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We have lost the dignity of our individuality. Our uniqueness has become a burden, an obstacle, or a regrettable distraction on the road to success.

-- Todd Rose, "The End of Average: How We Succeed in a World That Values Sameness"
Averagarianism forces our thinking into incredibly limiting patterns—patterns that we are largely unaware of, because the opinions we arrive at seem to be so self-evident and rational. We live in a world that encourages—no, demands—that we measure ourselves against a horde of averages and supplies us with no end of justification for doing so. We should compare our salary to the average salary to judge our professional success. We should compare our GPA to the average GPA to judge our academic success. We should compare our own age to the average age that people get married to judge whether we are marrying too late, or too early. But once you free yourself from averagarian thinking, what previously seemed impossible will start to become intuitive, and then obvious.

-- Todd Rose, "The End of Average: How We Succeed in a World That Values Sameness"

Into The Wind

“Don’t piss into the wind.”

I asked for advice from Chuck Munson, demanded advice, and after a good think, that’s what he offered me.

“Don’t piss into the wind.”

It may have been the best advice that have ever gotten.  Certainly, it’s up there among the top.

As good as it feels to piss in the face of fools, pissing into the wind just doesn’t really do anybody any good.

TBB was in a training course when the topic of employment rules came up.   As the only engineer, the only one in the union, she felt compelled to offer a word of warning when the subject of enforcing administrative rules not covered by contract came up.

“I would check with the liaison before trying to go against collective bargaining agreements,” she said.

The rest of the group found her words distasteful.   They insisted on the rightness of their position, insisted that they had the will and the power to trump any agreement.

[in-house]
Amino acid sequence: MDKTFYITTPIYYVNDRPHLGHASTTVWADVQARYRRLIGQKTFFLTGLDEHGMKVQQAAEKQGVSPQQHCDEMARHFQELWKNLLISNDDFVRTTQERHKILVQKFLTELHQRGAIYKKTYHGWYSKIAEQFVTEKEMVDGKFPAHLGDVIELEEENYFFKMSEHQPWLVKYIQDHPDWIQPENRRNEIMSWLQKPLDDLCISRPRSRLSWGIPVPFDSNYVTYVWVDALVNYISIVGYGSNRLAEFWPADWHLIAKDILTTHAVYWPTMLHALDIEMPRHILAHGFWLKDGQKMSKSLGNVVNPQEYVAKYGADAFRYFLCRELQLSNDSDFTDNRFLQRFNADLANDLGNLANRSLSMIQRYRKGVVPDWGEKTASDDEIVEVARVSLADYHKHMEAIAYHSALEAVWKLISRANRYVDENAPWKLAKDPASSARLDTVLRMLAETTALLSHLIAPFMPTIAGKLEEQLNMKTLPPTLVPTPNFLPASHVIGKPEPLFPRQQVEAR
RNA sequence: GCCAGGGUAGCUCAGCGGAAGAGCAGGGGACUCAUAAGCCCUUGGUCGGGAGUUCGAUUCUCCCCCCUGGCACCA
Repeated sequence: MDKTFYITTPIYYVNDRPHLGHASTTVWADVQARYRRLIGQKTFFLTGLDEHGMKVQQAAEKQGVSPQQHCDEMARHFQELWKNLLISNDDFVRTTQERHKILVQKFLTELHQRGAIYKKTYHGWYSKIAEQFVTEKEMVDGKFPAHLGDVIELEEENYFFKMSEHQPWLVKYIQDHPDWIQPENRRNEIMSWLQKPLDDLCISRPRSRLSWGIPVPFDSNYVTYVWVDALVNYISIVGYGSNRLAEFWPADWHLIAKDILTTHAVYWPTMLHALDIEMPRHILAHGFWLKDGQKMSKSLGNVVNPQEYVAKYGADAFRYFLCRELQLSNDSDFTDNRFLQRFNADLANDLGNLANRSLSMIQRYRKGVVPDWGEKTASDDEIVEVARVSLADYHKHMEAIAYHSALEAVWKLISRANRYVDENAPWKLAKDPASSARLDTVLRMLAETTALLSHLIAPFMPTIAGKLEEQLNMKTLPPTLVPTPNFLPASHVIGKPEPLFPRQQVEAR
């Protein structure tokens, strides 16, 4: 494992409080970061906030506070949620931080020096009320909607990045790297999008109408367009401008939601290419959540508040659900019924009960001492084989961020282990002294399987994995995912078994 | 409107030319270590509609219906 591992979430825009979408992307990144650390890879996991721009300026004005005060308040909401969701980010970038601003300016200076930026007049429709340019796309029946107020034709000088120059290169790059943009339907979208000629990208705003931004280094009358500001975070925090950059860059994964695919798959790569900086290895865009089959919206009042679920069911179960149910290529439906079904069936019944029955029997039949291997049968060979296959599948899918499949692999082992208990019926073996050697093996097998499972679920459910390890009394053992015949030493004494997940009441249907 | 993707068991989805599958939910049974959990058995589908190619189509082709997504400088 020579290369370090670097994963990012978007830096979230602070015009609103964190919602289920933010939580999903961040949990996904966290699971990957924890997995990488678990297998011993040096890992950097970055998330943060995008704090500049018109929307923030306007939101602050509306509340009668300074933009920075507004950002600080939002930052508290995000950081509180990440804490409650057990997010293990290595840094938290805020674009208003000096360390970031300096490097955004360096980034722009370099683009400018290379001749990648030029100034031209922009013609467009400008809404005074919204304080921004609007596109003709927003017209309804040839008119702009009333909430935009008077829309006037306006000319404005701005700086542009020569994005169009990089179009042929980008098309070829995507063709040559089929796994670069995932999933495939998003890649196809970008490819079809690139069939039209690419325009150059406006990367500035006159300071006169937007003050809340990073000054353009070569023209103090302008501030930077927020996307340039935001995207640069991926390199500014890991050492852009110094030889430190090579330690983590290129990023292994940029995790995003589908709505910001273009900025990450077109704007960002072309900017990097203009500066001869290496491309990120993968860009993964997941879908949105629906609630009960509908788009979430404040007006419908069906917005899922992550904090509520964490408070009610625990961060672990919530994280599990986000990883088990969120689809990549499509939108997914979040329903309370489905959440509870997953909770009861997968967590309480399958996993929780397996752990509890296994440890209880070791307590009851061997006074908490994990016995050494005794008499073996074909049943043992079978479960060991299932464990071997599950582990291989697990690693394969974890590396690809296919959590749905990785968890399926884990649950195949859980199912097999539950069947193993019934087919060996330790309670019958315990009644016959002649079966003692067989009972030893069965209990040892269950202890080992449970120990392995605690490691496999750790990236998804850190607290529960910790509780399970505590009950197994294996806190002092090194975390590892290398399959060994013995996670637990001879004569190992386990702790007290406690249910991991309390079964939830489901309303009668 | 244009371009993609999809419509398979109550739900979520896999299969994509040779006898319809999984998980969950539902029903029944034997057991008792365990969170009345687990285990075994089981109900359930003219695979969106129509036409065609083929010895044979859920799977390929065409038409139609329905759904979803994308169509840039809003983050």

As an engineer who has to deal with the reality of machines, TBB knows that her will stops when it comes to the mechanics of real life.   Hell, she can’t even get the personnel department to not assign people who have proven themselves lacking, as they insist that fairness should override quality.

TBB saw a fight she couldn’t win with this group who really want to believe in their power to demand compliance.  Like so many weak managers, they imagine an organization in which people just do what they are told rather than being smart, independent individuals with their own diverse understandings.

If it wasn’t a class on leadership, she would have stayed silent.   As a mouthy broad with a smart head on her shoulders, she learned a long time ago what Chuck told me: don’t piss into the wind.

For people like TBB and I, speaking the truth, even when it was not only inconvenient but also ineffective was what we learned to do very early.  It got us into plenty of trouble until we got the lesson Chuck wanted me to know: don’t piss into the wind.

Entering a fight with a group of people who are sticking together to defend their own desires, their own insider status, well, that isn’t going to end well for the intruder.   Yes, it may soften the ground, may plant some seeds, but the person who does that is still going to end up battered and devalued.

TBB felt that old cold wind when they closed ranks to try and silence her.   Now, she is TBB, so she didn’t back down, but she did feel how much the lessons of diversity and respect were ignored to try and marginalize her as a threat to the illusions of absolute control.  She felt it and it hurt her, even though her tough shell took the blow.

Raising the subject again later, she tried to explain what happened to the facilitator who offered to let her leave.   That wasn’t the point.

We can’t fight and win every battle.   We have to pick and choose, deciding when we have a chance to make a win and when we will just be pissing into the wind.  You gotta know when to hold ’em and know when to fold ’em and at our age, we fold.   TBB even wonders why people look her up on the internet anymore after so many years of trying hard not to piss into the wind.

Choosing battles carefully because after a lifetime of experience we know the price of futile and stupid gestures is reality for transpeople.   Newly out transpeople may try to tell people how to think, try to imagine a world where they can order correctness, but after a while, you learn to be more considerate with your piss and vinegar.

TBB has been around long enough to know that she is the one who is going to have to clean up the mess.   Even her staff has trouble speaking up when things aren’t right, wanting to just stick to their knitting rather than make waves.    This makes her even more aware of the need to pick her battles, to fight less and be more effective.